It’s estimated that the United States’s clothing industry throws away as much as 14 million tons of garment waste each year. For Stacy Flynn, cofounder of cotton recycling startup Evrnu, the environmental impact of these numbers cannot be ignored. And she would know. For much of her career, Flynn oversaw garment manufacturing for major companies like DuPont, Target, and Eddie Bauer. Now committed to breaking the cycle of waste in fabric manufacturing, Flynn reflects on how she went from part of the problem to advocate for a technological solution.
1984–89: Learning from a Master
An interest in fabric is an easy thing to trace when your stepmother is a master seamstress. At 14 years old, Flynn learned to sew while living with her father and stepmother in Houston. After returning to her native Rochester, New York, for high school, she crafted her own outfits and eventually sewed costumes for the school’s art department. She even worked at a fabric warehouse full time.
1994–2003: One Morning in September
After graduating from New York’s Fashion Institute of Technology with a degree in textile development and marketing, Flynn took a job at DuPont managing fabric certification in North America—“a pretty sweet gig.” Then September 11, 2001, happened. Across the street from her apartment, the missing person posters in Washington Square Park kept multiplying. Flynn seriously considered quitting and leaving the city, but her brother refused to help with the move. “I was the first person in my family to go to college. I was working in my field. He reminded me you don’t walk away from that for anything.”
2003–07: Target Practice
Flynn stuck it out in NYC for two more years before moving to Minnesota as part of Target’s new in-house clothing design and development team. For nearly half a decade she flew all over China and South Korea, visiting the company’s massive factories. “I didn’t know what $10 million got you until I started seeing my fabrics being made,” she says. At one factory Flynn was presented with two football fields’ worth of fabric looms. So overwhelmed by the production’s scope, she couldn’t even consider the environmental consequences.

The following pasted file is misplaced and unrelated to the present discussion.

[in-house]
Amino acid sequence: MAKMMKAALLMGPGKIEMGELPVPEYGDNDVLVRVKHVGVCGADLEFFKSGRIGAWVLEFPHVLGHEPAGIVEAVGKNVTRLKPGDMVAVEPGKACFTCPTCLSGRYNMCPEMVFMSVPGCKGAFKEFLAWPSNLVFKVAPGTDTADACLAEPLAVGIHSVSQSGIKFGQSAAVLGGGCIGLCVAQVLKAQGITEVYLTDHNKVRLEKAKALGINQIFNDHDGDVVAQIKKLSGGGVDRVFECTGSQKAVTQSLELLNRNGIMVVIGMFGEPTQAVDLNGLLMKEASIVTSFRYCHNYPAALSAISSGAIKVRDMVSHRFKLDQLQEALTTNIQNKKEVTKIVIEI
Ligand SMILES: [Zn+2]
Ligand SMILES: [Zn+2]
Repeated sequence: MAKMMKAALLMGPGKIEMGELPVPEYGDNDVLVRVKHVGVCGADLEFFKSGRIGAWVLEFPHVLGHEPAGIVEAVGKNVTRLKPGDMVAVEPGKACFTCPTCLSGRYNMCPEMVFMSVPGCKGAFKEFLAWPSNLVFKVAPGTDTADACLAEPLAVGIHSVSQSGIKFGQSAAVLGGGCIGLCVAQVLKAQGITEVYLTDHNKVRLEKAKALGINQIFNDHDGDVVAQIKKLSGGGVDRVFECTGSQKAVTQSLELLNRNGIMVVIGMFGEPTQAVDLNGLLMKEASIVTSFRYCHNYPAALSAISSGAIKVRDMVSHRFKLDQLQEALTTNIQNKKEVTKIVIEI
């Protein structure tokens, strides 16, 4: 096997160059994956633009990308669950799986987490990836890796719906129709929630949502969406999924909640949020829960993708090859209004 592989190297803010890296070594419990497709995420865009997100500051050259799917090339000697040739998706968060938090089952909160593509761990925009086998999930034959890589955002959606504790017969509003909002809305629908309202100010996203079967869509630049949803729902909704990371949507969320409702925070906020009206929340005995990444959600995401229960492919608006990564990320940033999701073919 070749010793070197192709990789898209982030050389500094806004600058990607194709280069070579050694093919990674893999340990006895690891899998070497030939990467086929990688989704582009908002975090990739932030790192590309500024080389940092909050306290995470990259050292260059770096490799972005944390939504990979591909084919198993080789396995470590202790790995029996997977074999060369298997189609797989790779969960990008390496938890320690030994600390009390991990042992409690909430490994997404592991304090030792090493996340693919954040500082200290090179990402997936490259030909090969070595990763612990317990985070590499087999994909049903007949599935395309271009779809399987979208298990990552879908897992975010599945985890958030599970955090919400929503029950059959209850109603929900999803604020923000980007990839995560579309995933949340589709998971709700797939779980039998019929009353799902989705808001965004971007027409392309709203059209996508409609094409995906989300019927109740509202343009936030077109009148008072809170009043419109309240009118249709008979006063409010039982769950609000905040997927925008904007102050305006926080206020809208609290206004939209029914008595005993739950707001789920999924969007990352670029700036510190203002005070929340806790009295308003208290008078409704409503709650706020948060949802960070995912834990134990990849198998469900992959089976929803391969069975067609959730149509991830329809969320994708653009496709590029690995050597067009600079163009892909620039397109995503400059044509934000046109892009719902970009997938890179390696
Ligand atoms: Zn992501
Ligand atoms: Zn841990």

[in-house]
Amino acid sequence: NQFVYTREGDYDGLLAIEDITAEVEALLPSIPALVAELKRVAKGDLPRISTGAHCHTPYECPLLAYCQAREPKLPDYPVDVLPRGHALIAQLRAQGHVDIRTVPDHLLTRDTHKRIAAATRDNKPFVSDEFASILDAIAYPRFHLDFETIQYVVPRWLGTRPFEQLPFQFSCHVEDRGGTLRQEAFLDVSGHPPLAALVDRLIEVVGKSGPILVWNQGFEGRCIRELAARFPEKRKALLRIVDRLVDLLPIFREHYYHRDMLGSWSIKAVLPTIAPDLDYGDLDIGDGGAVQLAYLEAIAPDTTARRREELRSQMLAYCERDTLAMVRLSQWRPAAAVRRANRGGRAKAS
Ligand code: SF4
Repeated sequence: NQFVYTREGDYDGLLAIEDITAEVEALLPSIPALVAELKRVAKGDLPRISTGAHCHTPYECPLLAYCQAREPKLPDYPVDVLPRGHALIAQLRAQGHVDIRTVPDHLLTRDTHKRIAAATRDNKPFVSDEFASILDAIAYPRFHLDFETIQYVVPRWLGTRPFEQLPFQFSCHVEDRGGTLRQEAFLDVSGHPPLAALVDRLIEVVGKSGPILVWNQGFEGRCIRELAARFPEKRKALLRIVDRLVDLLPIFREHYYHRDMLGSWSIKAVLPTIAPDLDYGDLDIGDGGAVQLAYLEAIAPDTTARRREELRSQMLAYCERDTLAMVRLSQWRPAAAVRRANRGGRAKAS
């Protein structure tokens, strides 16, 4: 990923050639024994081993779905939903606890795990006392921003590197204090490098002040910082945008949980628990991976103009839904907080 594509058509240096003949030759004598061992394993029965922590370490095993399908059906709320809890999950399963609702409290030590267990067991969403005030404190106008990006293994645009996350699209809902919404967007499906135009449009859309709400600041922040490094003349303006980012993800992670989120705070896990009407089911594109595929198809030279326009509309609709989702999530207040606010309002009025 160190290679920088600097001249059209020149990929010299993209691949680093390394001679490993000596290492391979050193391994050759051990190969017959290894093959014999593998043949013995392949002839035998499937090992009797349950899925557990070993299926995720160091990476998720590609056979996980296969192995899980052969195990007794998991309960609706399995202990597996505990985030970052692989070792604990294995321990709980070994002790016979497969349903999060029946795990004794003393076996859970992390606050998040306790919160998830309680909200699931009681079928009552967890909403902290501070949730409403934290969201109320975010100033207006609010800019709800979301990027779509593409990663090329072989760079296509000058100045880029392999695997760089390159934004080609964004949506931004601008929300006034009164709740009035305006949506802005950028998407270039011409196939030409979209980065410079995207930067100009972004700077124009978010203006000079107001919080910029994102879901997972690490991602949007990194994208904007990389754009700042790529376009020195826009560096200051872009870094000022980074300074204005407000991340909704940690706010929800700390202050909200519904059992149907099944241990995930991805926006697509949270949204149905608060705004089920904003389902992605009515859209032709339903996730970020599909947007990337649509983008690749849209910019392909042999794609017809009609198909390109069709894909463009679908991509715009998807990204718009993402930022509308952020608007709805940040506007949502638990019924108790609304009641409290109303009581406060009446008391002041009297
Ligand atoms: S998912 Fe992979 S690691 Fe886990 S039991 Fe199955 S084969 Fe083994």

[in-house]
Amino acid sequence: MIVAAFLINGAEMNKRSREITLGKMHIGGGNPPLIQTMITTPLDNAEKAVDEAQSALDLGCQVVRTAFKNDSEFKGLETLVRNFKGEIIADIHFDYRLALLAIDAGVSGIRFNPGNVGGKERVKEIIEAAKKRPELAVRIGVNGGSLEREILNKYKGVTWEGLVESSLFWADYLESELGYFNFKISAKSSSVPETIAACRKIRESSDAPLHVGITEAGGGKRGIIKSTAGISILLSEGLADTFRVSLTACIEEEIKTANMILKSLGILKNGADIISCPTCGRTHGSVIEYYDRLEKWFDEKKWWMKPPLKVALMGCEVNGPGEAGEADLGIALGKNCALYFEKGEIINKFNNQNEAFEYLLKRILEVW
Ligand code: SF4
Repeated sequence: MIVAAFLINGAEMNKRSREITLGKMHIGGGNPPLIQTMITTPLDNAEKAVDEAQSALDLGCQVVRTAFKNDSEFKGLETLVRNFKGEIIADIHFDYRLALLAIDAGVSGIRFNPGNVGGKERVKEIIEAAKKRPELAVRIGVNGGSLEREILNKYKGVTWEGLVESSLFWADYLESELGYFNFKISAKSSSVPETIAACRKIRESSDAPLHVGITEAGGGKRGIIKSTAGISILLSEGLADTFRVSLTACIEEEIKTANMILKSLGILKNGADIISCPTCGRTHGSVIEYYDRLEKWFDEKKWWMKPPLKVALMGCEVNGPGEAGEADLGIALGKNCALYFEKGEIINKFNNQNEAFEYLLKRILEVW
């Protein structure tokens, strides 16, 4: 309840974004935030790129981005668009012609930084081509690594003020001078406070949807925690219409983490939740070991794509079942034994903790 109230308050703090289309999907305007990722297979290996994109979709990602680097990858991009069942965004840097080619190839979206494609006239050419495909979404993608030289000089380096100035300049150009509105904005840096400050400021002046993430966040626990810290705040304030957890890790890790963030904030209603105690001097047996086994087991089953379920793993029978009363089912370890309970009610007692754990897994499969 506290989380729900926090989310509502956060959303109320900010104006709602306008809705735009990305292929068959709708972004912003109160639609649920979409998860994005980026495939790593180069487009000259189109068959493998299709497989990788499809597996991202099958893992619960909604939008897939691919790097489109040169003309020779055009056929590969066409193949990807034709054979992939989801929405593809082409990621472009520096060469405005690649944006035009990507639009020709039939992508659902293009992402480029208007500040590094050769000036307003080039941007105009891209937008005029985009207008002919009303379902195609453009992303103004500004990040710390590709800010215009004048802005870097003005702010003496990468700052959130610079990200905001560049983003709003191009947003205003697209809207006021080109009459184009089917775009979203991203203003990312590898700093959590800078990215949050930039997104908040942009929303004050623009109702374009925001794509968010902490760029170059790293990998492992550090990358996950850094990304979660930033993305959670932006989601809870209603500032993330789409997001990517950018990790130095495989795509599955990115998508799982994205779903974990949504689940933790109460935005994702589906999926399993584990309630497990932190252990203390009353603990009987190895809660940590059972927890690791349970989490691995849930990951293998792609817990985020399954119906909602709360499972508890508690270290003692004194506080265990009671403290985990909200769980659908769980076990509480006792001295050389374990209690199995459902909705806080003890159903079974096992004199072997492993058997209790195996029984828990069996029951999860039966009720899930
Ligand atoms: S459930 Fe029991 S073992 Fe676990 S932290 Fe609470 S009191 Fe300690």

2010–11: There Is a Cost
Following a move to Seattle for a position at Eddie Bauer, Flynn joined Rethink Fabrics, a local startup that made garments from recycled plastic waste. Again she traveled abroad, this time as research for material reuse. Instead of focusing on the relatively clean factories owned by billion-dollar American corporations, Flynn visited cities where those companies subcontracted their work. It was an eye-opening experience. “The streams were black,” she says. There, she started to add up all the yards of textile waste created throughout her career. “I realized I was linked to the problem.”
Flynn enrolled at Pinchot University for an MBA in sustainable systems, and in 2012 she founded Evrnu to convert garment waste into high-quality material. She later brought on former Target colleague and textile chemist Christopher Stanev, and using her graduate program as a platform to test business models, the duo soon secured technology and funding. By the end of 2014, Evrnu began breaking down waste cotton to its base fiber molecules and reassembling them as customizable fabric. Flynn remains inspired: “If one person can do so much damage unintentionally, what can the same person do intentionally for good?”